If you are in the sport of gymnastics, I’m going to assume you are sticking to it quite simply because you love it. Let’s face it, gymnastics is not for the faint of heart. Typically, those starting out find out pretty quickly if it’s the right sport for them. It takes a very dedicated athlete to tolerate having hands like a lumber jack, constantly bathing in chalk, doing massive amounts of strength training, and spending 3 to 4 hours a day in a gym.
However, no matter how much you love it, everyone has that one thing they could do without. You know what I’m talking about. Whenever the words come out of your coach’s mouth that it’s time to do xyz, you absolutely cringe. It might be a certain apparatus, a particular skill you are working on or maybe conditioning. If you happen to be one that loves every single thing about the sport, I want to meet you!
Well, I’m here to tell you it’s ok and perfectly normal to have these feelings. It’s hard to enjoy everything in a sport that involves so much. I admit, I had this deep hatred for one of the apparatuses and I had it bad. This event kept me up at night. When I made eye contact with it at the gym, I would feel sick to my stomach. I swear I could hear it taunting me sometimes (ok, maybe that’s a stretch). I was so desperate to avoid it, I wanted to organize a late night operation to sneak in and haul it off in a truck and dump it in the lake just so I could go one practice day without having to look at it. What was this evil adversary of mine? This photo will give it away:
How did I develop such a strong dislike for something in a sport that I enjoyed. The answer is probably common to anyone else who has these similar feelings. Pommel horse was harder for me than any other event….by a long shot. It provided the biggest challenge for me and therefor caused me the most frustration. I can’t tell you how many times I nearly broke a toe after kicking it in anger (my coach didn’t care for that little gesture too much). I don’t advise doing that 🙂
I had completely psyched myself out when it came to pommel horse so I pretty much shut down when it was train on it. 90 percent of the problem was in my head. That means I could have helped make this problem go away if I knew some simple techniques to apply. So, one can assume if you start to see improvements with your problem, you may start to change how you feel about it, right? Here are 3 things you should be doing:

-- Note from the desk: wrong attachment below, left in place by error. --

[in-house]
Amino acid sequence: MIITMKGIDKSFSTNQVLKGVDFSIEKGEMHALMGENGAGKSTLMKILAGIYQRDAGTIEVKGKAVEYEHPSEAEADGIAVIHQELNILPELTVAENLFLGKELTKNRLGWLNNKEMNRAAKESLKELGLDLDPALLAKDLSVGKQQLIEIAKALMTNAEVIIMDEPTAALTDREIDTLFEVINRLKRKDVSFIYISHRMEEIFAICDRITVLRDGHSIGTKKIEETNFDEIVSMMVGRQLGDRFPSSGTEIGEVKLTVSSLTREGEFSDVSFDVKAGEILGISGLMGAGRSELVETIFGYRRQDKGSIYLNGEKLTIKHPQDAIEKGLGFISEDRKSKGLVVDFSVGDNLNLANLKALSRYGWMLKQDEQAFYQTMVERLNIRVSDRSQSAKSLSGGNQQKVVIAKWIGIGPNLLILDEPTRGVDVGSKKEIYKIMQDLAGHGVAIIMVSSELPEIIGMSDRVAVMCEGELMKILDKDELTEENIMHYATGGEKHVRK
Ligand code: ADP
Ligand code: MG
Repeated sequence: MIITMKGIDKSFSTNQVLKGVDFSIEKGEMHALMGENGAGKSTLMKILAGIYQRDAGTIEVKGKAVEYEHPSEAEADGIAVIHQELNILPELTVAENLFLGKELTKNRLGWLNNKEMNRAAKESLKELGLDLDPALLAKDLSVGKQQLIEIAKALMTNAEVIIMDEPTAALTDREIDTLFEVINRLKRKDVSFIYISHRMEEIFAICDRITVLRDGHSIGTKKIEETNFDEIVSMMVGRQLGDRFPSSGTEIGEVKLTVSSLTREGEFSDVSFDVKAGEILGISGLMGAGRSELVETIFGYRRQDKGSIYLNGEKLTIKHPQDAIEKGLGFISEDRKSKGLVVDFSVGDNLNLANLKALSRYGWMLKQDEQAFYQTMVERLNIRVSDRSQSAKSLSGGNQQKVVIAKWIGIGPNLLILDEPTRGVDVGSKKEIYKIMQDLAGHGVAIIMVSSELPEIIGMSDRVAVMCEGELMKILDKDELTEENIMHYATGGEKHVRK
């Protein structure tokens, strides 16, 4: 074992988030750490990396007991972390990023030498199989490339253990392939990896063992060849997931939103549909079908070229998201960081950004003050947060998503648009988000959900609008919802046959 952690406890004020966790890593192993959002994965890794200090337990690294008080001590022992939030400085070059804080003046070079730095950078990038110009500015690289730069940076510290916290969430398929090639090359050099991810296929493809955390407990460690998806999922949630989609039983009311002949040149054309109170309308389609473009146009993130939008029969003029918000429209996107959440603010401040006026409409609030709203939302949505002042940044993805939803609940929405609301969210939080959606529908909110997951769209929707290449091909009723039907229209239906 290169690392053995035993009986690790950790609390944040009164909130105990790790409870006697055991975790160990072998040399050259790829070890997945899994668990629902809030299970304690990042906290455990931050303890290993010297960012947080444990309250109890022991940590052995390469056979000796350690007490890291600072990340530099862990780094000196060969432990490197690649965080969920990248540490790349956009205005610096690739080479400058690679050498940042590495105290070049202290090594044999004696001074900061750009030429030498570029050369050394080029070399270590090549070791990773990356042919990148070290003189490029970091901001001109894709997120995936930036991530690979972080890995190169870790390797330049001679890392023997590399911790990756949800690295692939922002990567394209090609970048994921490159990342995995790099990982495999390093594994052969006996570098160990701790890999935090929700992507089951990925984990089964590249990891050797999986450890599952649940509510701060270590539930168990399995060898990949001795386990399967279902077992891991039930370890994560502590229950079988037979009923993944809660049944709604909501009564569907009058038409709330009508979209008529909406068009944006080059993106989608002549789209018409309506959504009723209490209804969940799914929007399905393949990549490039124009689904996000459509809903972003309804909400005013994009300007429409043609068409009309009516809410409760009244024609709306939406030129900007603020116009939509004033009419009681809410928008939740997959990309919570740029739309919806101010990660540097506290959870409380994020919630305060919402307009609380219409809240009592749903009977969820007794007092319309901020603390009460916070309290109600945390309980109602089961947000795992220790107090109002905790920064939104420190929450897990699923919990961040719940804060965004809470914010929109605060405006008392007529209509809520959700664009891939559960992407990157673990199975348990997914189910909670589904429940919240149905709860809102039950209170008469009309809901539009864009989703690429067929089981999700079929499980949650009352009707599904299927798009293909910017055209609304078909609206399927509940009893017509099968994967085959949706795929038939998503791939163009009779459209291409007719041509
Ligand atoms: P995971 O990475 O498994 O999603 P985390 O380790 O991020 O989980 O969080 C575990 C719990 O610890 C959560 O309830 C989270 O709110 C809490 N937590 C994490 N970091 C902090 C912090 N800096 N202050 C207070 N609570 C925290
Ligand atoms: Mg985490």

1. Identity small problem areas within the major problem and develop a plan
You’re probably thinking, “hey, isn’t my coach already doing this for me?” Of course, but there are always things that aren’t easily noticed by your coach that only you may be aware of.
For example, a big problem (which didn’t seem to hit me at the time) with me on pommel horse was my shoulder flexibility. I had (and still do) the worst shoulder flexibility in the history of gymnastics. Reaching back for a pommel and lifting up in my chest was nearly impossible for me, making my circles pretty rough. Bad circles, of course, led to bad everything else. It would have been extremely beneficial for me if I could have identified this and then made a plan to spend 30 extra minutes every day outside of the gym on shoulder flexibility. This would have led to small improvements and positive feelings each day, slowly eliminating the bad energy associated with pommel horse. These little problems are typically something you want to try to attack in your spare time if possible. In other words, I would’t want to waste gym time on 30 minutes of shoulder stretching.
It could also be a certain fear that you are holding in that coach isn’t aware of. ALWAYS communicate with your coach so you can come up with a plan together. Your coach will be able to help you develop a plan to help alleviate those fears.
2. Shoot for small victories within your problem each day
You’ve identified your small problems, developed a plan, now each day aim for small victories.
Don’t put so much pressure on yourself with making huge gains immediately. Find something small and reasonable each day that you can improve at practice. It could be as simple as focusing on getting your hips turned in a circle or keeping your legs together consistently on a cast handstand. Small victories allow you to leave that day with a sense of accomplishment as opposed to beating yourself up over not nailing a big new skill on day one, for example. You will also get praise from coach, making it even more of a positive experience for you.
3. Tell yourself the complete opposite of how you normally feel about the problem
This sounds goofy, but it has a tremendous impact on how you will feel and how you perform on the apparatus or skill that day. Literally do the opposite of the photo above. Say to yourself, “bring on pommel horse! I can’t wait to get after that thing today! Let’s do it! I’ve got this!” You get the idea. See it as a challenge and embrace it. Have fun going after your small, predetermined victory of the day. High five coach right after you do it. Your coaches will be there to encourage you and pump you up.
The mind is so powerful, and if you approach your training with defeated thoughts, that’s exactly what will happen. Do yourself a favor and start changing your mindset to productive and uplifting thoughts. Trust me, I didn’t do this when I was in gymnastics and I definitely saw the effects of a negative attitude.
This is just one piece of the puzzle that can help transform your athletic performance. These simple changes just may give you new found love for the apparatus you once loathed. Now go get em!
Strength & Fitness Team Lead